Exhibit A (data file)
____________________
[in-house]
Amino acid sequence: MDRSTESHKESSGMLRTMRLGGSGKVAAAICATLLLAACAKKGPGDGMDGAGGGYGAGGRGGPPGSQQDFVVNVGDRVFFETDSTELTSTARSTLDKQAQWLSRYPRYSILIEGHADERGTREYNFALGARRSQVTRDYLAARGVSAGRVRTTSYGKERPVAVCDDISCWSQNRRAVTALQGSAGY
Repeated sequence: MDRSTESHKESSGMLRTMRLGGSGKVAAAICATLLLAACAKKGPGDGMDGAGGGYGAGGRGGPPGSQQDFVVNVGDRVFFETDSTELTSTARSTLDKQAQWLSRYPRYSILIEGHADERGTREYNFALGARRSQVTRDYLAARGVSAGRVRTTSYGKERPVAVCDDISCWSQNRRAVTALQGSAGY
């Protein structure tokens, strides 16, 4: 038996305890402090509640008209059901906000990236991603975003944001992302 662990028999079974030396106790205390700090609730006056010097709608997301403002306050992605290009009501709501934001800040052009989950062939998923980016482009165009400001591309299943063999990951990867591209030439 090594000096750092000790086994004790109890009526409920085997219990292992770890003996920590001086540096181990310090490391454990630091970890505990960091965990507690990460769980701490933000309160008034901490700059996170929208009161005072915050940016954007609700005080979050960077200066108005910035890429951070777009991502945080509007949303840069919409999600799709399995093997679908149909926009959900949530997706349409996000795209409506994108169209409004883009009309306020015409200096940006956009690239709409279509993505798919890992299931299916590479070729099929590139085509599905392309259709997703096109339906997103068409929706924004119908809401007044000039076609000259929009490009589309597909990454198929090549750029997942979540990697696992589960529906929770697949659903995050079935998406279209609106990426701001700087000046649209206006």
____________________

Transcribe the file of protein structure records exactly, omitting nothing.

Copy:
[in-house]
Amino acid sequence: MDRSTESHKESSGMLRTMRLGGSGKVAAAICATLLLAACAKKGPGDGMDGAGGGYGAGGRGGPPGSQQDFVVNVGDRVFFETDSTELTSTARSTLDKQAQWLSRYPRYSILIEGHADERGTREYNFALGARRSQVTRDYLAARGVSAGRVRTTSYGKERPVAVCDDISCWSQNRRAVTALQGSAGY
Repeated sequence: MDRSTESHKESSGMLRTMRLGGSGKVAAAICATLLLAACAKKGPGDGMDGAGGGYGAGGRGGPPGSQQDFVVNVGDRVFFETDSTELTSTARSTLDKQAQWLSRYPRYSILIEGHADERGTREYNFALGARRSQVTRDYLAARGVSAGRVRTTSYGKERPVAVCDDISCWSQNRRAVTALQGSAGY
């Protein structure tokens, strides 16, 4: 038996305890402090509640008209059901906000990236991603975003944001992302 662990028999079974030396106790205390700090609730006056010097709608997301403002306050992605290009009501709501934001800040052009989950062939998923980016482009165009400001591309299943063999990951990867591209030439 090594000096750092000790086994004790109890009526409920085997219990292992770890003996920590001086540096181990310090490391454990630091970890505990960091965990507690990460769980701490933000309160008034901490700059996170929208009161005072915050940016954007609700005080979050960077200066108005910035890429951070777009991502945080509007949303840069919409999600799709399995093997679908149909926009959900949530997706349409996000795209409506994108169209409004883009009309306020015409200096940006956009690239709409279509993505798919890992299931299916590479070729099929590139085509599905392309259709997703096109339906997103068409929706924004119908809401007044000039076609000259929009490009589309597909990454198929090549750029997942979540990697696992589960529906929770697949659903995050079935998406279209609106990426701001700087000046649209206006």